There are two basic contrasting philosophies in circulation regarding genomic information and ID-NGS: (1) all information, whatever the quality, is useful towards making a diagnosis, the more data the better, with the assumption of diagnosis relying on error correction through iteration, or (2) quality-controlled, highly curated genomes are required as a solid foundation, more information is better, however, diagnostics require quality-controlled genomes to inform the basis of diagnosis. Experiments and data presented here support the latter of these two arguments. Specifically, while E. avium reference genomes were available in the normalized NCBI Nt database instances, positive ID-NGS identification of E. avium in the metagenomic sample required quality-controlled FDA-ARGOS reference genomes.
Over 2% of simulations with MegaBLAST and NCBI Nt revealed a mislabeled E. hirae as top hit for the E. avium isolate data potentially leading to false positive species identification calls if this database was used. A potential mitigation for this issue would be the application of similar quality control metrics that are utilized for FDA-ARGOS reference genome inclusion. We fully support the use of NCBI Nt as a reference database, but with appropriate controls. The establishment of FDA-ARGOS within NCBI provides an additional resource specifically tailored for diagnostic purposes. In addition to addressing some of these controls, our primary goal for FDA-ARGOS reference genomes is to provide a tool to enable in silico validation efforts and advance innovation. NCBI Nt can be used in this context; however, with the understanding there may be an impact on performance of the downstream diagnostic.
Quality and coverage of targeted organisms are critical aspects for ID-NGS transition into the clinical space; however, to foster the transition, methods are required to lessen the burden for validating ID-NGS against all queryable pathogens. This manuscript documents methods for use of quality-controlled FDA-ARGOS reference genomes in in silico target sequence comparison as part of the proposed C-RM. We showed here that the in silico validation of Bundibugyo and Zaire ebolavirus can use FDA-ARGOS genomes as the comparator. For MIPS positive samples, there was 100% concordance between the gold standard real-time PCR comparator, and the in silico target sequence comparison. This supports the feasibility of implementing this strategy to shorten future clinical NGS-based assay evaluation studies. However, real-time PCR was more sensitive than the MIPS NGS assay especially at high Cq values. A potential mitigation for this issue is the application of additional enrichment strategies to bring ID-NGS to similar sensitivities as the gold standard28,29. However, in the current form, observed lower sensitivity of the MIPS assay compared with real-time PCR shows the necessity for a C-RM and incorporating additional empirical studies, i.e., an assay-specific subset of clinical samples going through wet-lab comparison as part of the clinical validation. Discordant results at high Cq values highlight the perils of solely applying in silico target sequence comparison. Without any empirical evaluation, in silico comparison would only provide results within the sensitivity ranges of the test ID-NGS device without providing the needed benchmark for sensitivity compared with a gold standard, such as real-time PCR. Therefore, as part of the C-RM, we demonstrate a preliminary performance assessment against a gold standard for a subset of the clinical trial samples with the intent that the remainder of the clinical trial samples could be validated via in silico sequence comparison. Different sample read depths may be required to achieve the desired identification performance for various organisms. Assay developers might be required to use an external comparator only for in silico validation results where the test device and in silico comparison yielded a discordant result. Potential limitations of the C-RM approach may be (1) cases where orthogonal reference method testing is not feasible, or (2) suitable reference genomes are not available. Mitigation strategies include potential use of other valid scientific evidence for orthogonal testing and submission of reference genomes to FDA-ARGOS for qualification and inclusion. We envision this C-RM to be a primary utility of the FDA-ARGOS genome database tool for medical device development. We hope that FDA-ARGOS will spur innovation and expedite regulatory science, and ultimately enable ID-NGS as a diagnostic to enter the clinic.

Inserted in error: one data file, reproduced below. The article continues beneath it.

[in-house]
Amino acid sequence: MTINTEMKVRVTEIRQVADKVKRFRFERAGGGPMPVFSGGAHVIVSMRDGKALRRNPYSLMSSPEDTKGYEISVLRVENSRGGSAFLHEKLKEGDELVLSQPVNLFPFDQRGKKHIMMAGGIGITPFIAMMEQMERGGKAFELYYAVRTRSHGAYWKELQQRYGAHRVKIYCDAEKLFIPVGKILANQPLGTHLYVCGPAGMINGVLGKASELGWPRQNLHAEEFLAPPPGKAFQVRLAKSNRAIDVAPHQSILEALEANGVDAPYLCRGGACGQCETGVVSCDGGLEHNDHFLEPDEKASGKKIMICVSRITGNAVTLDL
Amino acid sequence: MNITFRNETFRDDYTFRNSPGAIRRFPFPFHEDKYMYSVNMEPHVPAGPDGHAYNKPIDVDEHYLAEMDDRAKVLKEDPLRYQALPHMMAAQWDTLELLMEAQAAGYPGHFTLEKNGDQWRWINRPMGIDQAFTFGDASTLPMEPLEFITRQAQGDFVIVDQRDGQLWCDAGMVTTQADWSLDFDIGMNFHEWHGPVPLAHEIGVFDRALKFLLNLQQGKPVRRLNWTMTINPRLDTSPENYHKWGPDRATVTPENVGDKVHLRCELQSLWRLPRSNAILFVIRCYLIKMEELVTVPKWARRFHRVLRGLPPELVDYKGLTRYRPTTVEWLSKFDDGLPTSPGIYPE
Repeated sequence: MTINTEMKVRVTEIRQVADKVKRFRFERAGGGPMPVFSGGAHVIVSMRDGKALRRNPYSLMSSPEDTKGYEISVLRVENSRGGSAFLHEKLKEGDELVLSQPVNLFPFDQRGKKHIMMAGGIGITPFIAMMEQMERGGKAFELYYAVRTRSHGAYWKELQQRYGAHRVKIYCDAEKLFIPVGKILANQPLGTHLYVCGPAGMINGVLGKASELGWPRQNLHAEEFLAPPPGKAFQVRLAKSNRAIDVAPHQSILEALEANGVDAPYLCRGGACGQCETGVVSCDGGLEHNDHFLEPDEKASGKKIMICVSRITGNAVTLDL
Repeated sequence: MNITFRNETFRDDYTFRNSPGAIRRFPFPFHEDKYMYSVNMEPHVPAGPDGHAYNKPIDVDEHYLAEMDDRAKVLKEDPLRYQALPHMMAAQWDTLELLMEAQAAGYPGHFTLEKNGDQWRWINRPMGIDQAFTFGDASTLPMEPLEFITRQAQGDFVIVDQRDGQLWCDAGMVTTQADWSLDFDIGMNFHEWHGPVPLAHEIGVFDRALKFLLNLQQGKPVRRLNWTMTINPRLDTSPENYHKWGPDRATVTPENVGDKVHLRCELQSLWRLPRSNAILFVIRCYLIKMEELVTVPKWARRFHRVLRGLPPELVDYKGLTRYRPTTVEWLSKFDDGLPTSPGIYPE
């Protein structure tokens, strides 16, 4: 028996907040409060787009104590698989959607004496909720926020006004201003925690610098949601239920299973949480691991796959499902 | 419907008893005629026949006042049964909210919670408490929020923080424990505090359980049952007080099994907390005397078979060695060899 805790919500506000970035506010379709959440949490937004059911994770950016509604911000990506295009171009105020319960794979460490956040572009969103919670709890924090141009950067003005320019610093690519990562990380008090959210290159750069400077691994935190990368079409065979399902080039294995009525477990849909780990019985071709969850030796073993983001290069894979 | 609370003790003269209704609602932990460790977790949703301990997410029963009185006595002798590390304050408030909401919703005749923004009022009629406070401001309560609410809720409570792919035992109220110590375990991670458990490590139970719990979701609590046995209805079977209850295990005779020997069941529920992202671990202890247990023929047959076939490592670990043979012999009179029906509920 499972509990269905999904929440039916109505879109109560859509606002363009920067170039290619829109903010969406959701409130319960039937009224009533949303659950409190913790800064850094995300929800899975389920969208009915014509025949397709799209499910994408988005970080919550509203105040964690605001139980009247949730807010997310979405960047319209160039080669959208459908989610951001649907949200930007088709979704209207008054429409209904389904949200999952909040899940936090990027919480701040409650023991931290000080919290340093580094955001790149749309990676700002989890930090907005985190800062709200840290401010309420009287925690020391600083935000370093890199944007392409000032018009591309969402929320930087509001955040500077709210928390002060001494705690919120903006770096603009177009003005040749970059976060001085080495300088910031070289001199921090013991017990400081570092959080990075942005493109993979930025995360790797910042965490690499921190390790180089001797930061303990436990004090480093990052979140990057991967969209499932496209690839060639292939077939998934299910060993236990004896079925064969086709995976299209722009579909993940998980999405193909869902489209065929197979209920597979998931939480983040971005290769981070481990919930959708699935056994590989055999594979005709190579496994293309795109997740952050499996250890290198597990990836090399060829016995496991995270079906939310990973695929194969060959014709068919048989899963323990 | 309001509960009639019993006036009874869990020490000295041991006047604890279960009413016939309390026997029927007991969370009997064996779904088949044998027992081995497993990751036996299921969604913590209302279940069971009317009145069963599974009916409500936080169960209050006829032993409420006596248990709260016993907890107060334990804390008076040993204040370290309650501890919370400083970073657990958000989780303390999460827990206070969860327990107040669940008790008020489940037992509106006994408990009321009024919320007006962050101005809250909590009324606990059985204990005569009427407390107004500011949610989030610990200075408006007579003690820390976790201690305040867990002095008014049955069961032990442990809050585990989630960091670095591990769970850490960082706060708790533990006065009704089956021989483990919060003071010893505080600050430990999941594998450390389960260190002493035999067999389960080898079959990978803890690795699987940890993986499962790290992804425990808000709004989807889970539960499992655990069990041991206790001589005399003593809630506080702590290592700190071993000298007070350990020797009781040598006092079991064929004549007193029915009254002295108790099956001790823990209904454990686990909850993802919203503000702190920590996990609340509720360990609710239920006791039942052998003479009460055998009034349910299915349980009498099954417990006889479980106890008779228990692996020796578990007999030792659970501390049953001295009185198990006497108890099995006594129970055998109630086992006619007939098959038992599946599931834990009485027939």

The FDA-ARGOS reference genome resource is a constantly evolving public database intended to mature over time with community support and genomic technology advancements. Continued population and expansion of the FDA-ARGOS database resource will be required to cover the panoply of infectious microorganisms. The need for comprehensive regulatory-grade genome coverage is clear, however, no one entity can perform all the needed sequencing. We are therefore working on a pathway for external genome qualification to streamline and expand FDA-ARGOS resource as needed. Both the external genome qualification and continued research to apply this regulatory-grade standard to unculturable and emerging pathogens will be the focus of future research.
Further population and curation of the database will support the success of FDA-ARGOS and promote adoption by the NGS community. The FDA team is looking for unique, hard-to-source microbes like biothreat organisms, emerging pathogens and AMR-related pathogens to help improve the database. We encourage the community to share microbe samples here (https://argos.igs.umaryland.edu/).